Vera Bril*, Marta Banach, Marinos C. Dalakas, Chunqin Deng, Peter Donofrio, Kim Hanna, Hans-Peter Hartung, Richard A. C. Hughes, Hans Katzberg, Norman Latov, Ingemar S. J. Merkies, Pieter A. van Doorn

*Corresponding author for this work

Research output: Contribution to journalArticleAcademicpeer-review

45 Citations (Web of Science)


Data are lacking on correlations between changes in nerve conduction (NC) studies and treatment response in chronic inflammatory demyelinating polyneuropathy (CIDP). This report examined data from a randomized, double-blind trial of immune globulin intravenous, 10% caprylate/chromatography purified (IGIV-C [Gamunex]; n = 59) versus placebo (n = 58) every 3 weeks for up to 24 weeks in CIDP. Motor NC results and clinical measures were assessed at baseline and endpoint/week 24. Improvement from baseline in adjusted inflammatory neuropathy cause and treatment score correlated with improvement in proximally evoked compound muscle action potential (CMAP) amplitudes (r = -0.53; P <0.001) of all nerves tested and with improvement in CMAP amplitude of the most severely affected motor nerve (r = -0.36; P <0.001). Correlations were observed between improvement in averaged CMAP amplitudes and dominant-hand grip strength (r = 0.44; P <0.001) and Medical Research Council sum score (r = 0.38; P <0.001). Overall, the change in electrophysiologic measures of NC in CIDP correlated with clinical response to treatment.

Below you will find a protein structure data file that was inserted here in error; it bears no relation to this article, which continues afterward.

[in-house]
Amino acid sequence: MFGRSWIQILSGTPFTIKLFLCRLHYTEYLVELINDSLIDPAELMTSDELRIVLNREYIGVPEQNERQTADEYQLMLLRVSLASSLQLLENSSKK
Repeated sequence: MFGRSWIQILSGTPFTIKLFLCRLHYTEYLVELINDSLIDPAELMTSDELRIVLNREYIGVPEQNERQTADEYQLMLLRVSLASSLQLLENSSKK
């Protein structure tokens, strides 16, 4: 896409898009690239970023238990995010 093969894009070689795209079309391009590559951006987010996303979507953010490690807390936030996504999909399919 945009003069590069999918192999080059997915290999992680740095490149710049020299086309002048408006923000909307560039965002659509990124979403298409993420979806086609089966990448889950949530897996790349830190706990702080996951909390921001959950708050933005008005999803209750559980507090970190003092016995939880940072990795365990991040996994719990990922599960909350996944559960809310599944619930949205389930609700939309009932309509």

Original languageEnglish
Pages (from-to)492-497
JournalMuscle & Nerve
Issue number4
Publication statusPublished - Oct 2010


  • polyradiculoneuropathy
  • chronic inflammatory demyelinating
  • clinical trial
  • peripheral nervous system diseases
  • polyneuropathies

Cite this